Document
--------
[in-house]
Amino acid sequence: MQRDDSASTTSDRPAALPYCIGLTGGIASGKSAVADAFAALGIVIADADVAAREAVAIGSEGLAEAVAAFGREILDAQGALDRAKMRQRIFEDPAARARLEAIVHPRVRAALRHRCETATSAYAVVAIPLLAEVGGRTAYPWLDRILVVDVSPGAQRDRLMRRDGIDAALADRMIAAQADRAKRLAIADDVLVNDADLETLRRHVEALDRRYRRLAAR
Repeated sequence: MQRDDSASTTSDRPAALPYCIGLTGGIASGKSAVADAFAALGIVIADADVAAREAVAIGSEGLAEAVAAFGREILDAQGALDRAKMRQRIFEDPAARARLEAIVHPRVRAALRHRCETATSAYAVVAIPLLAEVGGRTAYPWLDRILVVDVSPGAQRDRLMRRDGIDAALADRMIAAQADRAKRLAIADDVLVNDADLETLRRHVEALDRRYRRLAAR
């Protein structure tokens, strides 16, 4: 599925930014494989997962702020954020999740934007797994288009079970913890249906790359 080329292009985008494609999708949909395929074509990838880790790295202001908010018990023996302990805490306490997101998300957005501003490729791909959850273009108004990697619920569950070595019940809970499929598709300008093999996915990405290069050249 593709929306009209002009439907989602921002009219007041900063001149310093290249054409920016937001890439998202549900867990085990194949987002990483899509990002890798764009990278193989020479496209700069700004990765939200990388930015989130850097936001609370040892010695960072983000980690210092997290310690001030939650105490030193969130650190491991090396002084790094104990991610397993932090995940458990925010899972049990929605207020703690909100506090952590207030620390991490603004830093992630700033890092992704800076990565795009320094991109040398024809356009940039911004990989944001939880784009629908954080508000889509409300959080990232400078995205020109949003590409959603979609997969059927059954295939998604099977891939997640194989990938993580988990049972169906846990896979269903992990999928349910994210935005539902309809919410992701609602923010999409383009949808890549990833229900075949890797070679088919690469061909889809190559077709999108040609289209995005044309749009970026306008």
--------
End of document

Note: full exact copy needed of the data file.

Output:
[in-house]
Amino acid sequence: MQRDDSASTTSDRPAALPYCIGLTGGIASGKSAVADAFAALGIVIADADVAAREAVAIGSEGLAEAVAAFGREILDAQGALDRAKMRQRIFEDPAARARLEAIVHPRVRAALRHRCETATSAYAVVAIPLLAEVGGRTAYPWLDRILVVDVSPGAQRDRLMRRDGIDAALADRMIAAQADRAKRLAIADDVLVNDADLETLRRHVEALDRRYRRLAAR
Repeated sequence: MQRDDSASTTSDRPAALPYCIGLTGGIASGKSAVADAFAALGIVIADADVAAREAVAIGSEGLAEAVAAFGREILDAQGALDRAKMRQRIFEDPAARARLEAIVHPRVRAALRHRCETATSAYAVVAIPLLAEVGGRTAYPWLDRILVVDVSPGAQRDRLMRRDGIDAALADRMIAAQADRAKRLAIADDVLVNDADLETLRRHVEALDRRYRRLAAR
């Protein structure tokens, strides 16, 4: 599925930014494989997962702020954020999740934007797994288009079970913890249906790359 080329292009985008494609999708949909395929074509990838880790790295202001908010018990023996302990805490306490997101998300957005501003490729791909959850273009108004990697619920569950070595019940809970499929598709300008093999996915990405290069050249 593709929306009209002009439907989602921002009219007041900063001149310093290249054409920016937001890439998202549900867990085990194949987002990483899509990002890798764009990278193989020479496209700069700004990765939200990388930015989130850097936001609370040892010695960072983000980690210092997290310690001030939650105490030193969130650190491991090396002084790094104990991610397993932090995940458990925010899972049990929605207020703690909100506090952590207030620390991490603004830093992630700033890092992704800076990565795009320094991109040398024809356009940039911004990989944001939880784009629908954080508000889509409300959080990232400078995205020109949003590409959603979609997969059927059954295939998604099977891939997640194989990938993580988990049972169906846990896979269903992990999928349910994210935005539902309809919410992701609602923010999409383009949808890549990833229900075949890797070679088919690469061909889809190559077709999108040609289209995005044309749009970026306008």